Antique Books, Part 4: Storage

Light

Light is damaging to old books, so they are best stored in a dark place. Book boxes are a good option, but they can be expensive, so I store mine in Ikea bookshelves with opaque doors.

Moisture

Never put antique books in plastic or seal them in a closed container. They need to be allowed to breathe and kept away from moisture. If using book boxes or closed storage, put packets of silica gel (the kind that come in shoe boxes) with the books to absorb extra moisture. After having particularly humid weather, remove them from the book storage, allow them to dry, then replace them.

Acid-Free Paper

Modern books are printed on acid-free paper that withstands aging, but antiques almost never are. Protect books by wrapping them in acid-free paper. This is easily available in big tablets that are easy to wrap around books, but make sure to leave an opening at the top—books don’t like to be sealed. Write the book’s title, author, and publication date in pencil. Pencil is far better than pen for archival purposes and will not deteriorate the way ink does. In college, I spent some time developing glass-plate negatives from the turn of the century, and all archival writing had to be done in pencil.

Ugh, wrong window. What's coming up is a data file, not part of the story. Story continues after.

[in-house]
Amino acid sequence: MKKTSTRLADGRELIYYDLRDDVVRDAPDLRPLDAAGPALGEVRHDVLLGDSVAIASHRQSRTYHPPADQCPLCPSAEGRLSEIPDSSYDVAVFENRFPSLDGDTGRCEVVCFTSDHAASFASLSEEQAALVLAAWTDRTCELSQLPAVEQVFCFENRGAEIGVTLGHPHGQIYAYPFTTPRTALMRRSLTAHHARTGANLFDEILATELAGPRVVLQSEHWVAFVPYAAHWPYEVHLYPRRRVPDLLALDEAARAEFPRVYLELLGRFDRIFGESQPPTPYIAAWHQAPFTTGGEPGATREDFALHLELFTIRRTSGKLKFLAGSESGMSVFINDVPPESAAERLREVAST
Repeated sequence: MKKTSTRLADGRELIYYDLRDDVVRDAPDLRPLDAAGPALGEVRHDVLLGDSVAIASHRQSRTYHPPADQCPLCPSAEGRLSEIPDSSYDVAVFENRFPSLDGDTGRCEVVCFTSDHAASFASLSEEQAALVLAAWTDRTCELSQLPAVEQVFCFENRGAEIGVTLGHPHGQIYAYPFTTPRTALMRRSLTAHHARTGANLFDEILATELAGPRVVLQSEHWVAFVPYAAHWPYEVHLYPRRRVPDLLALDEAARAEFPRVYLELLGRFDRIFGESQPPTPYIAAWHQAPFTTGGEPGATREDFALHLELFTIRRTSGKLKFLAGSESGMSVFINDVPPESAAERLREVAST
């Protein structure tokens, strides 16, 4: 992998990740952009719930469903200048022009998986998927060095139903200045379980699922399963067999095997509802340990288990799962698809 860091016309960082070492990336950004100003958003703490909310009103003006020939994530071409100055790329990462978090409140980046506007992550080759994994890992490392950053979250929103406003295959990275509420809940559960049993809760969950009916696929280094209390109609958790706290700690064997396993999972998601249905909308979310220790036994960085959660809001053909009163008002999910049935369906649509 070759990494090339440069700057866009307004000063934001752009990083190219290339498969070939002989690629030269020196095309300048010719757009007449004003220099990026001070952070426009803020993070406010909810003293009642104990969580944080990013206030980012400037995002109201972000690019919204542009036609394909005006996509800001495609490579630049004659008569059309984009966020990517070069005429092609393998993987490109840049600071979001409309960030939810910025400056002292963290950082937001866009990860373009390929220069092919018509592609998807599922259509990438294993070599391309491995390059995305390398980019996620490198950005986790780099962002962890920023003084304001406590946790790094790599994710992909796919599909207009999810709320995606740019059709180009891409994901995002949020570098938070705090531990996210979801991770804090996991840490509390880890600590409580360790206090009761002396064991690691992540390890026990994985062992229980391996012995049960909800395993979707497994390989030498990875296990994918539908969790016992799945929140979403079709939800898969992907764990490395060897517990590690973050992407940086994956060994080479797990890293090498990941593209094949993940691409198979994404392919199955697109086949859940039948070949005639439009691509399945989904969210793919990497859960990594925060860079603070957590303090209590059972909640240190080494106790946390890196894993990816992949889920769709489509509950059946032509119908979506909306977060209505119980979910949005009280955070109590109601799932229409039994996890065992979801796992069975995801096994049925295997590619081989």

Support

To prevent spine/cover damage, the best way to store antiques is to stack them on their sides. However, books seldom fit in bookcases this way. If storing books standing up (the normal way), you must deal with that gap between the bottom of the pages and the bottom of the spine. Fill this gap with acid-free cardboard or folded paper of appropriate thickness. If you are wrapping your books in paper, then the wrappings will easily keep this support paper securely in place.

Antique Books, Part 1: Handling
Antique Books, Part 2: Making Meaning from Text
Antique Books, Part 3: Purchasing


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